While meeting with corporate executives to find some feasible problems for Operations Management, I came across Enterprise Bank. Enterprise had a great story, and a real-life issue they were grappling with and willing to partner with us on. Unfortunately, it was not an operations management problem, and I didn’t feel it would work within the course being targeted for the live case. But it sounded very relevant to another of the courses the students would be taking during the year (specifically, in summer term of 2015; their last term in the program). This course was introduced into the MBA program in 2012 as a required part of the curriculum. At the time, the Business Department, which is responsible for the MBA curriculum, determined that a course dealing with ethics and sustainability was an important addition to the MBA to keep it current and relevant as a degree program. The course that was designed and introduced, Corporate Responsibility and Society, is a blend of ethics, sustainability, and the strategic implications of corporate responsibility faced by business leaders.
Enterprise, like many organizations, strives to be a strong part of the communities in which they serve. Part of this is required; as lenders, they are obligated to invest in lower-income communities as part of their banking mission, but a large part of it is Enterprise wanting to lead by example and to do the right thing in the communities in which they live and operate. One of the big programs run by Enterprise for the benefit of others is their well-known and regarded Enterprise University. This segment of their business offers a huge range of free programs available to anyone in the community who signs up. They teach everything from basic financial planning for individuals and businesses, retirement planning, how to hire good employees, how to market your business, and many other useful topics relevant to small businesses, nonprofits, and individuals.
Enterprise also donates a significant amount of funding to various causes throughout the year, but their leadership and board wanted to get a better idea of how funds were being spent, in addition to some analytics regarding impact. In particular, they wanted to track the impact their donations and funds were having on the charities and organizations receiving them, a better process overall for determining when to donate, how to donate, how much to donate, and a process that would be fair and consistent to assist in determining how to allocate personnel time for individual employees to be able to serve charities and nonprofits they were interested in helping throughout the year.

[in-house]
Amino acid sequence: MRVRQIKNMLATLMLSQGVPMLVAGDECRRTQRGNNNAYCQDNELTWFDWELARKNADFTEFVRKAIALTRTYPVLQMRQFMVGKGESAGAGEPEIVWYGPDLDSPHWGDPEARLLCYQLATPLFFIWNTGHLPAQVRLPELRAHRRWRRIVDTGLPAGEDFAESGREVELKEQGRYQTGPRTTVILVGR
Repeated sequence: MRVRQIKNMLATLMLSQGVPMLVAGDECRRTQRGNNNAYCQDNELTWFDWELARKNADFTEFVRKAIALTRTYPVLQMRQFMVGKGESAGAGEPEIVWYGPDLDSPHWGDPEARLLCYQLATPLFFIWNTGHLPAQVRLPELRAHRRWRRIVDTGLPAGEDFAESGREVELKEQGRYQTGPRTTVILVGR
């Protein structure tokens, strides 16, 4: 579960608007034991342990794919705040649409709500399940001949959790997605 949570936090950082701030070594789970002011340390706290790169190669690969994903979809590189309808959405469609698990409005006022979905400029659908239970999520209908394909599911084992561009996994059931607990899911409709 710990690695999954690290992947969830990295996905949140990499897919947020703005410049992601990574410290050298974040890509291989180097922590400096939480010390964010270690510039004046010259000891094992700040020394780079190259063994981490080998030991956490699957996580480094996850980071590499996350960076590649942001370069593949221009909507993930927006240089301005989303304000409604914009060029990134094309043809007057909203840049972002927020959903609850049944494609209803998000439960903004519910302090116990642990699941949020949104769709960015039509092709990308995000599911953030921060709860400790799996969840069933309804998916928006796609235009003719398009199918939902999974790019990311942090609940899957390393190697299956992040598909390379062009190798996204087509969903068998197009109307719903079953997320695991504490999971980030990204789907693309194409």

The timing of our initial meeting was fortuitous; Enterprise Bank’s senior executives in charge of risk management, human resources, and diversity and inclusion were already in the process of analyzing data to come up with a recommended plan to present to their board in fall of 2015. Webster would be working with them “just in time” as they made ready for their formal recommendations to the board.
After meeting a couple of times with Enterprise, I contacted the instructors slated to teach the two St. Louis-based cohort sections for the course in summer term to determine if they would be interested and able to incorporate a live-case project into their courses while still achieving the needed learning outcomes of the course, and both were immediately interested in hearing more about the case opportunity. From there, a series of meetings with Enterprise SVP’s, the Webster professors, and me ensued, and with the great help and sharing of relevant data by Enterprise, our instructor team did a terrific job designing a course assignment around this case opportunity.
On the second night of the nine-week term, classes met at Enterprise Bank, and the executives working with us shared data with the students and allowed them to ask questions and to gather the information needed to allow them to do a thorough job with their case analyses. From there, the two classes formed their work teams, and off the students went! Student teams worked on their cases while also completing the other reading and course assignments needed to pass the MNGT 5990 course.